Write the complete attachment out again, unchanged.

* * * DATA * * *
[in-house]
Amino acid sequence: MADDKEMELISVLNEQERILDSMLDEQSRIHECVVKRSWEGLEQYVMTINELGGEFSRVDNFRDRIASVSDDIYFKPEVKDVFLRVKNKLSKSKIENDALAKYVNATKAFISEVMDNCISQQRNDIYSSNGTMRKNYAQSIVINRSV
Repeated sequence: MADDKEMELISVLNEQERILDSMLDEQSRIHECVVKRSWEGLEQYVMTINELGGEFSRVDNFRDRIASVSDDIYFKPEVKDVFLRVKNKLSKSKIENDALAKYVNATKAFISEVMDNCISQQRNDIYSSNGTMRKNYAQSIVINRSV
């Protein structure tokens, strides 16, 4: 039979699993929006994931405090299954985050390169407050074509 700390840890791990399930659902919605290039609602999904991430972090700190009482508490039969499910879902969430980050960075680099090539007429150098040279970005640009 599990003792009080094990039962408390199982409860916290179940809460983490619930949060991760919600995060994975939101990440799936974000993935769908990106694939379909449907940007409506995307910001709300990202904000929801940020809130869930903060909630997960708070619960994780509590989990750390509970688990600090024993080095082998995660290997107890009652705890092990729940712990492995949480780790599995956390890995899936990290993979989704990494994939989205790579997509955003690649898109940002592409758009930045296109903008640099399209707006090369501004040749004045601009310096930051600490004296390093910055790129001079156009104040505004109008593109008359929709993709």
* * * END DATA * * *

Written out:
[in-house]
Amino acid sequence: MADDKEMELISVLNEQERILDSMLDEQSRIHECVVKRSWEGLEQYVMTINELGGEFSRVDNFRDRIASVSDDIYFKPEVKDVFLRVKNKLSKSKIENDALAKYVNATKAFISEVMDNCISQQRNDIYSSNGTMRKNYAQSIVINRSV
Repeated sequence: MADDKEMELISVLNEQERILDSMLDEQSRIHECVVKRSWEGLEQYVMTINELGGEFSRVDNFRDRIASVSDDIYFKPEVKDVFLRVKNKLSKSKIENDALAKYVNATKAFISEVMDNCISQQRNDIYSSNGTMRKNYAQSIVINRSV
């Protein structure tokens, strides 16, 4: 039979699993929006994931405090299954985050390169407050074509 700390840890791990399930659902919605290039609602999904991430972090700190009482508490039969499910879902969430980050960075680099090539007429150098040279970005640009 599990003792009080094990039962408390199982409860916290179940809460983490619930949060991760919600995060994975939101990440799936974000993935769908990106694939379909449907940007409506995307910001709300990202904000929801940020809130869930903060909630997960708070619960994780509590989990750390509970688990600090024993080095082998995660290997107890009652705890092990729940712990492995949480780790599995956390890995899936990290993979989704990494994939989205790579997509955003690649898109940002592409758009930045296109903008640099399209707006090369501004040749004045601009310096930051600490004296390093910055790129001079156009104040505004109008593109008359929709993709």